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Mitochondria/metabolic reprogramming in the formation of neurons from peripheral cells: Cause or consequence and the implications to their utility.

PUBLICATION: 
Review
Authors: 
Gibson GE, Thakkar A.
Year Published: 
2017
Publisher: 
Neurochem Int. 2017 Jun 13. pii: S0197-0186(17)30332-7. doi: 10.1016/j.neuint.2017.06.007. [Epub ahead of print]
Identifiers: 
PMID: 28627365 DOI: 10.1016/j.neuint.2017.06.007
Abstract on PubMed

Abstract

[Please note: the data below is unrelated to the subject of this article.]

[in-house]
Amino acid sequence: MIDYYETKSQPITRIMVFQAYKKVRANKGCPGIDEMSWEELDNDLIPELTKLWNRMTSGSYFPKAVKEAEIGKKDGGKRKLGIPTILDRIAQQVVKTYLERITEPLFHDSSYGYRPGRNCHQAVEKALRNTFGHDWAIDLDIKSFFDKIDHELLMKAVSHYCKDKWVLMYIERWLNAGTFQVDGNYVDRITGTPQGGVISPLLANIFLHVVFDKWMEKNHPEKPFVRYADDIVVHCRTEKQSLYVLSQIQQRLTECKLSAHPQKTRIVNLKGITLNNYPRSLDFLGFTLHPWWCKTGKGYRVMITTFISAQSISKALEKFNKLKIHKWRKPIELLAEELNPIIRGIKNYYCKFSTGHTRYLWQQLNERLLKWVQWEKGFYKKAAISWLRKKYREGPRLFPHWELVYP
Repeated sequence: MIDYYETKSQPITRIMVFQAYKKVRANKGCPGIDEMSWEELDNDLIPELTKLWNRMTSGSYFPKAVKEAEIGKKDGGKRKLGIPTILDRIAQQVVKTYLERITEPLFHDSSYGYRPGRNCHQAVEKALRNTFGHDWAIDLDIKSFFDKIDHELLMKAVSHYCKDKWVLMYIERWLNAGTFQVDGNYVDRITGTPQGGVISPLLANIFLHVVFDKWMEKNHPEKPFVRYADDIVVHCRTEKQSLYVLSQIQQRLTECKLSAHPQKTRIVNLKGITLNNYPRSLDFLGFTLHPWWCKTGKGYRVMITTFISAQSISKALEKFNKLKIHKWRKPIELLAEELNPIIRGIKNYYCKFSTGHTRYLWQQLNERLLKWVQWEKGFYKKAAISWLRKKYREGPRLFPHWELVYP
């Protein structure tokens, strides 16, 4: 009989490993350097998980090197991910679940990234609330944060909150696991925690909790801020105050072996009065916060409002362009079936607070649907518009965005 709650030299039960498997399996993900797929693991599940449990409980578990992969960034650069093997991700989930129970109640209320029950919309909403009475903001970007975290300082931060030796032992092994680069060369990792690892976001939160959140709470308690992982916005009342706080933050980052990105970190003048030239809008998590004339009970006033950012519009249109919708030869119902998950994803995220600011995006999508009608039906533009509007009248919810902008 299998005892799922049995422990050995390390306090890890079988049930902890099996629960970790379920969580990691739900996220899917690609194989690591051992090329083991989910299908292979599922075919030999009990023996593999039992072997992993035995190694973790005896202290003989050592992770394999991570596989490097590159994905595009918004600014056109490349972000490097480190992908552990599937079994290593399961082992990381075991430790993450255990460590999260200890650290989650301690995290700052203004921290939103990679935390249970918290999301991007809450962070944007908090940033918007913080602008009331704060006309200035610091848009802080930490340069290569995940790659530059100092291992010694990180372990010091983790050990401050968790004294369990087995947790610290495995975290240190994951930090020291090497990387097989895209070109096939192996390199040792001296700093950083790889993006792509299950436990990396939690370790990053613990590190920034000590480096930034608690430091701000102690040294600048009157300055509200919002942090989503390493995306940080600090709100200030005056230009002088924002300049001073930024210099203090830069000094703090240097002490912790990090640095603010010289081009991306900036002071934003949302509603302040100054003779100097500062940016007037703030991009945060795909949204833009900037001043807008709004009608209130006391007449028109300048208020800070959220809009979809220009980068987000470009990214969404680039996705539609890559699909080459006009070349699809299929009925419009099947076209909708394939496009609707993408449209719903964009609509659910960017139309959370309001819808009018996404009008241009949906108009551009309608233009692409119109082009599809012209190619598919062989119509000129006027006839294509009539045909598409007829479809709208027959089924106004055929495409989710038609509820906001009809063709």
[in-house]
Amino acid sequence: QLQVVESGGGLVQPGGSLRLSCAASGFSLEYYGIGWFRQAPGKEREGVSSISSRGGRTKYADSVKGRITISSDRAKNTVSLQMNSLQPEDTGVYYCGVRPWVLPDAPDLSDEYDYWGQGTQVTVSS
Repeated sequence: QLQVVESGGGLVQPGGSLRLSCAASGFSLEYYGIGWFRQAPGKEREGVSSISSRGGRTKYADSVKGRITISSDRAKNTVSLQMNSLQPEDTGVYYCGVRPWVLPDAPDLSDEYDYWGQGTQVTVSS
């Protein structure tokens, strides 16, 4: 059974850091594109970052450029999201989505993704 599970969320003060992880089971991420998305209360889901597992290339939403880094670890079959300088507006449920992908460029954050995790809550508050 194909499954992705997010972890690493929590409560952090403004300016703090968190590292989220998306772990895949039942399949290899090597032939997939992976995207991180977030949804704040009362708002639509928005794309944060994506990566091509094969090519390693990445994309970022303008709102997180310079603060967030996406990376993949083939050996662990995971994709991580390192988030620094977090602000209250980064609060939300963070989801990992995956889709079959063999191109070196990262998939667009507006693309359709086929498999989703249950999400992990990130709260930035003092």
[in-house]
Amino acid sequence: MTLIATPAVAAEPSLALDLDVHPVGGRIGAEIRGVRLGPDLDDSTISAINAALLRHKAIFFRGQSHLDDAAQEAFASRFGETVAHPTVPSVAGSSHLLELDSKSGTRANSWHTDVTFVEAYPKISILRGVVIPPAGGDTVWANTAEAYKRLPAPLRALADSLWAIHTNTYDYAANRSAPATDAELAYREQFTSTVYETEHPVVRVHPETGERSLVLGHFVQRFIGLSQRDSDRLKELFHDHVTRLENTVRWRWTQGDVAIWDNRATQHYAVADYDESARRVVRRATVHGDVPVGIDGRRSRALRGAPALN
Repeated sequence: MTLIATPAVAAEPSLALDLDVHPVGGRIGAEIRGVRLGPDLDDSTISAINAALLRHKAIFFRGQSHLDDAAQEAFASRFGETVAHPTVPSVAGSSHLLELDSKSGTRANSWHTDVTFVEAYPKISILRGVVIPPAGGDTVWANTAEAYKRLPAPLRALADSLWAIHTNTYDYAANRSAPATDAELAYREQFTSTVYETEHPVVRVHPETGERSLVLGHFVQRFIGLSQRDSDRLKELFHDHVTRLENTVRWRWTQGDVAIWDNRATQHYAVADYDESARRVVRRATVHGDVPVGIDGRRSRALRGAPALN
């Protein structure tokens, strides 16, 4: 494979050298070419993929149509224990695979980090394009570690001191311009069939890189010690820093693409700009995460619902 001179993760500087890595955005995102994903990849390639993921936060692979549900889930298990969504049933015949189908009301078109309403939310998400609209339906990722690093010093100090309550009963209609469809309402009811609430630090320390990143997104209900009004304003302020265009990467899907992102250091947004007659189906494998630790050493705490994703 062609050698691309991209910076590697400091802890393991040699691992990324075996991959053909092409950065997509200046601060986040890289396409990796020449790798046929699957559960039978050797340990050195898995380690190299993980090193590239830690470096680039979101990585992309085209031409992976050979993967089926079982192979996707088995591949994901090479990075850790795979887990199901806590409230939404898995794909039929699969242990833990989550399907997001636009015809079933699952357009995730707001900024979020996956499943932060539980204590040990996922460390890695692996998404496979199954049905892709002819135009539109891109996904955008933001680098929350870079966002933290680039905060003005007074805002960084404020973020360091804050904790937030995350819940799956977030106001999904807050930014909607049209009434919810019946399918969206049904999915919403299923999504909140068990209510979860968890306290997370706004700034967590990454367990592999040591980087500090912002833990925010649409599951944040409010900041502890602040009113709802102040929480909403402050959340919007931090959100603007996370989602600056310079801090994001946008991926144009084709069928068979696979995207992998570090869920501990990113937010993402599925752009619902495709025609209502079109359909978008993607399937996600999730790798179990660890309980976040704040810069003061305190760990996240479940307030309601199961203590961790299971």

The induction of pluripotent stem cells (iPSC) from differentiated cells such as fibroblasts and their subsequent conversion to neural progenitor cells (NPC) and finally to neurons is intriguing scientifically, and its potential to medicine is nearly infinite, but unrealized. A better understanding of the changes at each step of the transformation will enable investigators to better model neurological disease. Each step of conversion from a differentiated cell to an iPSC to a NPC to neurons requires large changes in glycolysis including aerobic glycolysis, the pentose shunt, the tricarboxylic acid cycle, the electron transport chain and in the production of reactive oxygen species (ROS). These mitochondrial/metabolic changes are required and their manipulation modifies conversions. These same mitochondrial/metabolic processes are altered in common neurological diseases so that factors related to the disease may alter the cellular transformation at each step including the final phenotype. A lack of understanding of these interactions could compromise the validity of the disease comparisons in iPSC derived neurons. Both the complexity and potential of iPSC derived cells for understanding and treating disease remain great.

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